“ Brogdale Farm / near Faversham / Kent / England „
Brogdale Farm is the home to The National Fruit Collection - one of the largest fruit collections in the world, now managed by The University of Reading - and a significant Kentish visitors' attraction in its own right. Brogdale is located near Faversham about a mile from J6 of M2. It's well signposted from all the major routes. I am not aware of public transport access. ===The Orchards=== The collection itself is pretty amazing - including over 3,500 named Apple, Pear, Plum, Cherry and Cob Nut varieties and can be visited either as a self-guided (with a paper leaflet) or guided (by a human being) walk. It think that if you are planning to spend time and money visiting the orchards, it's worth paying for the guided walk as it really brings the place to life in its whole amazing variety, including history of the cultivars - some date to the medieval times! Walking round a giant orchard is not perhaps everybody's idea of an exciting and fun day out, but it's actually quite an interesting place, obviously more so for those more interested in horticulture. If you come at the right time, you will be also able to actually taste (in fact, you could probably stuff yourself to the brim, I have not noticed the guide rationing fruit or trying to prevent the children from picking what seemed like but probably wasn't the 100th plum of the day) with the fruit straight from the trees. The walk takes about an hour, and includes the highlights of the collection appropriate to the season. It's amazing to see the sheer variety of cultivars that exist, particularly huge number of apple types. The last time we visited was in August, so the apples were not really in season yet (but the plums were -see above), but just starting to ripen and when walking around I recognised some trees that my grandmother had in her orchard in Poland thirty years ago - and that I had never seen anywhere else since. Nowadays the supermarkets have a huge share of all food purchased, including fruit and vegetables, and they offer fairly uniform, economically most profitable varieties with the longest shelf life and most predictable results, often grown on the other side of the world. The National Fruit Collection does a sterling job of protecting and preserving the incredible variety of fruit which is a result of hundreds if not thousands years of human work: go and see for yourself that there is a world beyond Granny Smith, Cox and Pink Lady! ===Extras=== In addition to the orchard tours, Brogdale offers a host of other facilities - part of the more recent developments included extending the "shopping as leisure activity" aspect which I personally dislike, but many people find very enjoyable. They have a tea room with home made produce, a gift/craft shop which also sells some of the local fruit, a mini railway (which was closed on our last visit, but apparently is open for rides at weekends & most bank holidays), "the Market Place" (the new shopping area mentioned above, with craft and fancy food shops), meeting / function rooms and educational facilities, garden shop with trees, bushes and other plantable things. They also organise periodic orchard food festivals devoted to a particular kind of fruit (strawberry, apple, plum etc.) - check the website for details. ===Practicalities== Open 7 days a week 10.00 am - 5.00pm daily (4th November - 26th March 10.00am- 4.30pm). Guided walk prices: £6.00 Adults £5.50 Concessions £3.00 Children (under 16) £15.00 Families Self-guided walk prices: £4.50 Adults £4.00 Concessions £2.00 Children (under 16) £11.00 Families http://www.brogdalecollections.co.uk/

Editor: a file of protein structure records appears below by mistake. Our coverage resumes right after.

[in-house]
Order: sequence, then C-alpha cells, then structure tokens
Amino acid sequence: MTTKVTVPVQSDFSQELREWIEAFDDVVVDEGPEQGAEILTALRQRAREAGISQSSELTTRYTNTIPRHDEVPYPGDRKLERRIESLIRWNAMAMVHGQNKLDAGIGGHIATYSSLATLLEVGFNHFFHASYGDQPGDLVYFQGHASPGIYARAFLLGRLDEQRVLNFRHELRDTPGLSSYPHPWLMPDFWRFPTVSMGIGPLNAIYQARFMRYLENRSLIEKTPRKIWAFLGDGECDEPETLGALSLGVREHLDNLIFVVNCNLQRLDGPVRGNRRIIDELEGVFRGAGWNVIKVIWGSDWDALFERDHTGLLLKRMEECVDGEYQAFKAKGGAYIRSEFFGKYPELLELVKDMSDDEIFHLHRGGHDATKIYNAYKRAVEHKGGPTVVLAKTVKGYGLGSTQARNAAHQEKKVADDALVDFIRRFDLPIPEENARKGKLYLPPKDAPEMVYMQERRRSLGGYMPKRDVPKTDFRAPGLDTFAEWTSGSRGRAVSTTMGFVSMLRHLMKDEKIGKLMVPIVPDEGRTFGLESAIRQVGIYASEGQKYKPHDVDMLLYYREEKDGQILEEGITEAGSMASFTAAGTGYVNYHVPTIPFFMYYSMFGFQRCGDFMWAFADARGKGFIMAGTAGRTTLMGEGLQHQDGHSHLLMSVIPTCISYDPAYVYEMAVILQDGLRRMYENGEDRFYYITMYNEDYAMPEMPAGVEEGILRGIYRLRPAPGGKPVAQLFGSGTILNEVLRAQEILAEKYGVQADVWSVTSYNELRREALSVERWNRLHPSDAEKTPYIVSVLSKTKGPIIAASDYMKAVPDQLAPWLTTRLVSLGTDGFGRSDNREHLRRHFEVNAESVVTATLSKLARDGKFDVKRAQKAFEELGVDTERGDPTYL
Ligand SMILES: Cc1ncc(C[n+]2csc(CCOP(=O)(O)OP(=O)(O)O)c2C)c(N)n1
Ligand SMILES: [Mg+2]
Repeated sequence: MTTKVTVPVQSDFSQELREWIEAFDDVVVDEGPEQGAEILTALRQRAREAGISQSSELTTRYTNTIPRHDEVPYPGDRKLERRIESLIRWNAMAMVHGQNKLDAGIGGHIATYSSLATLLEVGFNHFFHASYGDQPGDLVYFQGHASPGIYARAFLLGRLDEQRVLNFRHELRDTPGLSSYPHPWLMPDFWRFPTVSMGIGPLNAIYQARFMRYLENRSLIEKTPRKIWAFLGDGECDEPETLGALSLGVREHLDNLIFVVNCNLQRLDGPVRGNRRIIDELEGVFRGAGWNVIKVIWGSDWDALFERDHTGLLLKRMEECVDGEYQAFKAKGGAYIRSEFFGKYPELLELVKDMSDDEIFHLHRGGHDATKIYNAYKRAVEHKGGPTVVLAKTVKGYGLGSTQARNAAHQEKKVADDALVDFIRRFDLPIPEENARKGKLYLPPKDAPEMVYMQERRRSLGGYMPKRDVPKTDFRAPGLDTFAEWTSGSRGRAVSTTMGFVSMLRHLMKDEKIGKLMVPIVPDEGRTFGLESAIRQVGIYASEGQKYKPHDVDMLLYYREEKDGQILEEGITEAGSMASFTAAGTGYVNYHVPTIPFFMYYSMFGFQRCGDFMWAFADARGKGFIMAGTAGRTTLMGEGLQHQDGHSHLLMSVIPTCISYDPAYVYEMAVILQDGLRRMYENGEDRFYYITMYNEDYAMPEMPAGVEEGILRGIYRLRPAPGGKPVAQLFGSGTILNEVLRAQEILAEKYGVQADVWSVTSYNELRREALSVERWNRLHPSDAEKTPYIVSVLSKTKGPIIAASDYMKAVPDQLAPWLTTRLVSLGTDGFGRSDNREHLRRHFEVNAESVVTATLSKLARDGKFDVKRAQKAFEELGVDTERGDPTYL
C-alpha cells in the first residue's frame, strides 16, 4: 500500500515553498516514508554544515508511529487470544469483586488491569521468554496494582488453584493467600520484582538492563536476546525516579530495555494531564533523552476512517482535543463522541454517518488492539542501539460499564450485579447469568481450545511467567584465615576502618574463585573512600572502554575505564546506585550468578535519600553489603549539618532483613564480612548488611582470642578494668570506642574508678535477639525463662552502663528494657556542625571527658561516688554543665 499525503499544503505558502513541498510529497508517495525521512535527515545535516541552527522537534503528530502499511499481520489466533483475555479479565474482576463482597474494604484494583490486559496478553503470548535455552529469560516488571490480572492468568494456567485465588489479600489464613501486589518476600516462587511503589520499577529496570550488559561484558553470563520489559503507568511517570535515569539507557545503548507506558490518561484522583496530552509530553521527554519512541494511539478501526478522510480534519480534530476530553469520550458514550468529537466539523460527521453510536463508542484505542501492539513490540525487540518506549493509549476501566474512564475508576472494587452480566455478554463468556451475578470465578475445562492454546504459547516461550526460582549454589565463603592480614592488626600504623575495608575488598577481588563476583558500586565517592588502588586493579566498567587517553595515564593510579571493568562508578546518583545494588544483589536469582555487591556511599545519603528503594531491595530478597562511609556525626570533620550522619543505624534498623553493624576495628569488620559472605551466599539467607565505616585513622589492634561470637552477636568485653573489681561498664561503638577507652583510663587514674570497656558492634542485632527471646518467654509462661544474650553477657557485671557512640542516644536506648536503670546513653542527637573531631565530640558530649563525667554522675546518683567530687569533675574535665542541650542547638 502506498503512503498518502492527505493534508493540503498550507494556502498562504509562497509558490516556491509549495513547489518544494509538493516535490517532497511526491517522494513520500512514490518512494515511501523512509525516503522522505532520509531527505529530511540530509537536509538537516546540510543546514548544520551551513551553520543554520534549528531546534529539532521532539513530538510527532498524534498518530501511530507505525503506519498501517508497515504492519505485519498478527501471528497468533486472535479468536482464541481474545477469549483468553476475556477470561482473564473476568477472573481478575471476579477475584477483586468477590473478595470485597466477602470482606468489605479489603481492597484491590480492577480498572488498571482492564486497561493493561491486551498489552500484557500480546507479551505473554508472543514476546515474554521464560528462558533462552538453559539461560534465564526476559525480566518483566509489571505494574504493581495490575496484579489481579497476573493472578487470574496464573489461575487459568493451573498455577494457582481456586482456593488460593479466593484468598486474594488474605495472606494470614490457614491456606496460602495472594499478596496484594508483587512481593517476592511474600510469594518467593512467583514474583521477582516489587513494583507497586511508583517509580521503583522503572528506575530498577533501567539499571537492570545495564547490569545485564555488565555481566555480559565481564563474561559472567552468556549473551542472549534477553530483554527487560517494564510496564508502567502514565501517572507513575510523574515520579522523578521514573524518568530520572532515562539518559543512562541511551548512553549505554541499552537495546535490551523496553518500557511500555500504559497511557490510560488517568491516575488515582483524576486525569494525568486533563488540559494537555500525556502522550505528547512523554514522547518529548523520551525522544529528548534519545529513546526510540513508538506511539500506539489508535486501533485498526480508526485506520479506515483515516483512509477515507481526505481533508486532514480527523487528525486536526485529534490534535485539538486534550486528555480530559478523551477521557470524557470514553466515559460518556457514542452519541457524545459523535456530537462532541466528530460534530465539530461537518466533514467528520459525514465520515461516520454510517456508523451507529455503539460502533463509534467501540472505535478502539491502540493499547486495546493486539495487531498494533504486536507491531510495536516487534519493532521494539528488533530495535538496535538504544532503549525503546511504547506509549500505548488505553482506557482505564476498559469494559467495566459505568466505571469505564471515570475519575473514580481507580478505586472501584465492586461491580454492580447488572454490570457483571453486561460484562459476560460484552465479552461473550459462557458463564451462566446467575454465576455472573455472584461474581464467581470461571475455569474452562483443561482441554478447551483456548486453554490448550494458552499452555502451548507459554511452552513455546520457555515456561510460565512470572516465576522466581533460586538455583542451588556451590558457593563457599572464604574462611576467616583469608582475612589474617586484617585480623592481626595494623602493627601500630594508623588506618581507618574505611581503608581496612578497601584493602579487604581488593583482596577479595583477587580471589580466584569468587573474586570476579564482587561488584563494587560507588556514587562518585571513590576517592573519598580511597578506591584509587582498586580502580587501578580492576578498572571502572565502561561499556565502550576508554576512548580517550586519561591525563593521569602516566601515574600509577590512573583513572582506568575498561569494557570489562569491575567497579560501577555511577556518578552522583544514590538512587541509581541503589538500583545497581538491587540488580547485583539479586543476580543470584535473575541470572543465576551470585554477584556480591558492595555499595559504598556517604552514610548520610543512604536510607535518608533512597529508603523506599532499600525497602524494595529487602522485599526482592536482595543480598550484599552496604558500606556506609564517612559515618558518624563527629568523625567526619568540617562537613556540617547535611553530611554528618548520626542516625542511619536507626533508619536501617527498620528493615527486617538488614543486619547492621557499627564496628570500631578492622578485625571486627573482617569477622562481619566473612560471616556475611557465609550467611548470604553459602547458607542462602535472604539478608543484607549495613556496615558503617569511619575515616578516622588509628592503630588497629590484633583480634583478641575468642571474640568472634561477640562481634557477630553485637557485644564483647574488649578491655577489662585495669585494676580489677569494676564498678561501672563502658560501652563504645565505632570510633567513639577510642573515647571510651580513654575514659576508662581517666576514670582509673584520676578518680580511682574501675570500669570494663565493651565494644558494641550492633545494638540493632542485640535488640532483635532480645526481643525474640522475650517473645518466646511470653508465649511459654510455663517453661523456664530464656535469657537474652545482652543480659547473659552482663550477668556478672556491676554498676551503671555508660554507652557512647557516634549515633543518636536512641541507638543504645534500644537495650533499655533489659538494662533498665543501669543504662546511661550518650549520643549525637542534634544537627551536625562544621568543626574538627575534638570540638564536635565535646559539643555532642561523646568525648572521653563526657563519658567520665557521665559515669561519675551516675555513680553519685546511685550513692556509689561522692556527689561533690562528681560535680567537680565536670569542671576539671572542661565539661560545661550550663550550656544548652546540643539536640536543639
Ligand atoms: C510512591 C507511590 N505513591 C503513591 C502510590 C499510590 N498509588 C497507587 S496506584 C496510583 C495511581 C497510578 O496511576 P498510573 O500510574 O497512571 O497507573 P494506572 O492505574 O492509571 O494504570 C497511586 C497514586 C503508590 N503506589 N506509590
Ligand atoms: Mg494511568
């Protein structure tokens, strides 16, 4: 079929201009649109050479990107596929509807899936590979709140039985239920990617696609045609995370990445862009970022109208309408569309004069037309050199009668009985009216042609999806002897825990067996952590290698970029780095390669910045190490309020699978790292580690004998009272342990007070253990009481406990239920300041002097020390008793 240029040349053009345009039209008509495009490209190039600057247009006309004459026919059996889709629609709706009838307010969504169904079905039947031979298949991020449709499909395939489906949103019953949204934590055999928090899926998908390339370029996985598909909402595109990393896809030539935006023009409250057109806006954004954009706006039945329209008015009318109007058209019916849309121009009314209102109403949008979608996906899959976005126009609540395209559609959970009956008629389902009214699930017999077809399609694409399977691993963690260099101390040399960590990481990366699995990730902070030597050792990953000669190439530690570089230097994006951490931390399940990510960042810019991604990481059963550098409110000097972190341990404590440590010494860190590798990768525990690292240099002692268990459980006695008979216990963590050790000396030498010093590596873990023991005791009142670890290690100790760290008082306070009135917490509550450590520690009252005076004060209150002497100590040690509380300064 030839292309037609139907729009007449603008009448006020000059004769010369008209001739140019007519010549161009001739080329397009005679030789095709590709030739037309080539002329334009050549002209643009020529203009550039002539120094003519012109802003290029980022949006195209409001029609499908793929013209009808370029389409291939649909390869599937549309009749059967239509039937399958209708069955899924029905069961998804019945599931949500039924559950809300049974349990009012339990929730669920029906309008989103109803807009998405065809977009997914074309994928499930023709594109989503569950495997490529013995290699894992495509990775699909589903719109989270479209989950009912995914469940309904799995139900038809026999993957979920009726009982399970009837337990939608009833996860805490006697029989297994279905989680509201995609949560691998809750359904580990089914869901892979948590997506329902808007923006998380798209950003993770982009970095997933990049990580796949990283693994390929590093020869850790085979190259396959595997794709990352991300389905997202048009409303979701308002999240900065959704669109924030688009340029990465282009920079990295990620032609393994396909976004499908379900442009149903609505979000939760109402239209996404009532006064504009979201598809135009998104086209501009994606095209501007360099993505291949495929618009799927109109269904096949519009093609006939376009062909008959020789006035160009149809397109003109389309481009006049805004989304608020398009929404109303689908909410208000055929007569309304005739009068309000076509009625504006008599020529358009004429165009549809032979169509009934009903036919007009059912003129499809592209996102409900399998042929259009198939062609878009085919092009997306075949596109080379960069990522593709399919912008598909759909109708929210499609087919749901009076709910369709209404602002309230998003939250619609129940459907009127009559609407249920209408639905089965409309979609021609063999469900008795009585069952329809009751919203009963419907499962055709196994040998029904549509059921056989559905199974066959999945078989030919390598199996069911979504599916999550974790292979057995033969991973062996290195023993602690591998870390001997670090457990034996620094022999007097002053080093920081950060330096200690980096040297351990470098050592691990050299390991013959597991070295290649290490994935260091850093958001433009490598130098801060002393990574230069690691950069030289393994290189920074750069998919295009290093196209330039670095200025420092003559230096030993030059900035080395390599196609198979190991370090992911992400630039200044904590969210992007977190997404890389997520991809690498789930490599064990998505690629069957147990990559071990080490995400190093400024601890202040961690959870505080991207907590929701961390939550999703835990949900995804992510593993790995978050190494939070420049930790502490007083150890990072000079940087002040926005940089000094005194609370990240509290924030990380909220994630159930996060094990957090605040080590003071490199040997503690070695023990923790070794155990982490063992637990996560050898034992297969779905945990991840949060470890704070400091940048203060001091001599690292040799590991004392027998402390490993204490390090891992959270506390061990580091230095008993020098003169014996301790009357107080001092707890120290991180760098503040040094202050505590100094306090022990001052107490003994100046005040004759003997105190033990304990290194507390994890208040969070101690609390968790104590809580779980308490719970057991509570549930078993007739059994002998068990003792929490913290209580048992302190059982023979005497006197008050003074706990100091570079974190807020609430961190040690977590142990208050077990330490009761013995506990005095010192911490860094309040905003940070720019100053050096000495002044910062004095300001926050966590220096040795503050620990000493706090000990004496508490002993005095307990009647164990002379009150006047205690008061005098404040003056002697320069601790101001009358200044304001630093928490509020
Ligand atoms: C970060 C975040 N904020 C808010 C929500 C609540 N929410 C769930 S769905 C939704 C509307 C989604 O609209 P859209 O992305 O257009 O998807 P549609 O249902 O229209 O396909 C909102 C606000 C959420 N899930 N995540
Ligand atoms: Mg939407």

This is one of the largest fruit collections in the world and includes over 3,500 named Apple, Pear, Plum, Cherry, Bush fruit, Vine and Cob Nut cultivars.